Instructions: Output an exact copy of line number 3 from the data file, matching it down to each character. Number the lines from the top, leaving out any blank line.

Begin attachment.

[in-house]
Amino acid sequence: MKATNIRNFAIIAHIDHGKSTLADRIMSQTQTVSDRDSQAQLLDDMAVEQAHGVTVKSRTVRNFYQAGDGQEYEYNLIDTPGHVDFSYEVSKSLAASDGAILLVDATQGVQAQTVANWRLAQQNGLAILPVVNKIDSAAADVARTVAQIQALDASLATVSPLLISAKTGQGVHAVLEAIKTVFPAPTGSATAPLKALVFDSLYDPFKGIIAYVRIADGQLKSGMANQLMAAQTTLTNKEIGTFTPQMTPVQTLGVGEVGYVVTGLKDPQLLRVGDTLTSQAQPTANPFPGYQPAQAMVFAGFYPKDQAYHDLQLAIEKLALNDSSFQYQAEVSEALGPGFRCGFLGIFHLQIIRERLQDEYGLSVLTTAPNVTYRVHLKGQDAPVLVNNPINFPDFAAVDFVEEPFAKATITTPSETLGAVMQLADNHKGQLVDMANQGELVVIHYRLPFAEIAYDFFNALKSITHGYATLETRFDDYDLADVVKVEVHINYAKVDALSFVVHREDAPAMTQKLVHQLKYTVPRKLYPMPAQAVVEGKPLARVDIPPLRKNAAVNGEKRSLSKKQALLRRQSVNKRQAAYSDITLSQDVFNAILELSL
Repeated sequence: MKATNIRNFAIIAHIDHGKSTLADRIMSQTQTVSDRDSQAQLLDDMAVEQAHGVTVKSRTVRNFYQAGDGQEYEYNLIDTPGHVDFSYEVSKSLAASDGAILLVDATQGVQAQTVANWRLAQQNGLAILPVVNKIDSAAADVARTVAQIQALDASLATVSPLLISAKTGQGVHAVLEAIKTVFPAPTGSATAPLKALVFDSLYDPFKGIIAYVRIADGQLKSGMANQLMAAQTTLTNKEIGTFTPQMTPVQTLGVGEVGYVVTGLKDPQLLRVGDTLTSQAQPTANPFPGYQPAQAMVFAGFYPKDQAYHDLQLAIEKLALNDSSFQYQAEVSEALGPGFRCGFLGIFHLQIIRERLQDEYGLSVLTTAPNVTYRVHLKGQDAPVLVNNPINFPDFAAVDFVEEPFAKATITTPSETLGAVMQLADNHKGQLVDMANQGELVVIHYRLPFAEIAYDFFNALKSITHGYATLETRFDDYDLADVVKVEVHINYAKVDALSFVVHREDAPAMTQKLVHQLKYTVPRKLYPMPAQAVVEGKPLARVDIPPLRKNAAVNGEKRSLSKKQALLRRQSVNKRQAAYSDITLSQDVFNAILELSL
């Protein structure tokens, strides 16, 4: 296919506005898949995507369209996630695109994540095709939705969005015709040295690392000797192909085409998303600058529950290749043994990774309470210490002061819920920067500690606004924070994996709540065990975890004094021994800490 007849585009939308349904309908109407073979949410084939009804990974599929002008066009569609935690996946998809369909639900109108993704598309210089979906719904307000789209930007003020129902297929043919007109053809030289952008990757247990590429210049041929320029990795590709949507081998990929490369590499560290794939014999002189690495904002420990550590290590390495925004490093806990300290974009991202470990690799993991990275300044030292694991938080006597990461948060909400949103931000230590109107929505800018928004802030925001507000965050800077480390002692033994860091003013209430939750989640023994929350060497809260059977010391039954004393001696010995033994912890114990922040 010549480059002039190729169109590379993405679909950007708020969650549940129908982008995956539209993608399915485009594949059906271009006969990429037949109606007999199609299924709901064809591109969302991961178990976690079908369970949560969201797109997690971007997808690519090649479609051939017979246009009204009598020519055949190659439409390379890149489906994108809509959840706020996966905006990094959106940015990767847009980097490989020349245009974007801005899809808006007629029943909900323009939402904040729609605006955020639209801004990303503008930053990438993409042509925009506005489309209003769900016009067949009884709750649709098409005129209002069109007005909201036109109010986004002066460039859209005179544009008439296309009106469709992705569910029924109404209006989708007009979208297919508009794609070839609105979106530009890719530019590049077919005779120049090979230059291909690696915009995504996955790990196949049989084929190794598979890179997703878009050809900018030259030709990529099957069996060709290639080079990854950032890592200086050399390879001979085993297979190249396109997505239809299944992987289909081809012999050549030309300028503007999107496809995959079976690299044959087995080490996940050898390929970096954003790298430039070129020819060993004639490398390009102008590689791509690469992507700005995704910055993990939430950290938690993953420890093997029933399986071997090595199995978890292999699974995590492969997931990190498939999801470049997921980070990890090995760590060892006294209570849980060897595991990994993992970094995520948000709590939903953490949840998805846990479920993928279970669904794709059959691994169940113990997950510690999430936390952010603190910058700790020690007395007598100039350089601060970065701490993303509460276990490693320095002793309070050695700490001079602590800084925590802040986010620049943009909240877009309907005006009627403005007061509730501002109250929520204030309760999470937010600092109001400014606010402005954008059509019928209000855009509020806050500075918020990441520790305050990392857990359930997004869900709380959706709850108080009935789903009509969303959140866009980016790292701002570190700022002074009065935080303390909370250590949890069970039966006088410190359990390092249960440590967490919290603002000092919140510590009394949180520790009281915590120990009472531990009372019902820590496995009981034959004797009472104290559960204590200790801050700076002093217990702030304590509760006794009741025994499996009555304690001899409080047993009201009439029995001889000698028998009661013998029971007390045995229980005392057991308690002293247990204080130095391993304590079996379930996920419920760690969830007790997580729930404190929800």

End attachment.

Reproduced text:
Repeated sequence: MKATNIRNFAIIAHIDHGKSTLADRIMSQTQTVSDRDSQAQLLDDMAVEQAHGVTVKSRTVRNFYQAGDGQEYEYNLIDTPGHVDFSYEVSKSLAASDGAILLVDATQGVQAQTVANWRLAQQNGLAILPVVNKIDSAAADVARTVAQIQALDASLATVSPLLISAKTGQGVHAVLEAIKTVFPAPTGSATAPLKALVFDSLYDPFKGIIAYVRIADGQLKSGMANQLMAAQTTLTNKEIGTFTPQMTPVQTLGVGEVGYVVTGLKDPQLLRVGDTLTSQAQPTANPFPGYQPAQAMVFAGFYPKDQAYHDLQLAIEKLALNDSSFQYQAEVSEALGPGFRCGFLGIFHLQIIRERLQDEYGLSVLTTAPNVTYRVHLKGQDAPVLVNNPINFPDFAAVDFVEEPFAKATITTPSETLGAVMQLADNHKGQLVDMANQGELVVIHYRLPFAEIAYDFFNALKSITHGYATLETRFDDYDLADVVKVEVHINYAKVDALSFVVHREDAPAMTQKLVHQLKYTVPRKLYPMPAQAVVEGKPLARVDIPPLRKNAAVNGEKRSLSKKQALLRRQSVNKRQAAYSDITLSQDVFNAILELSL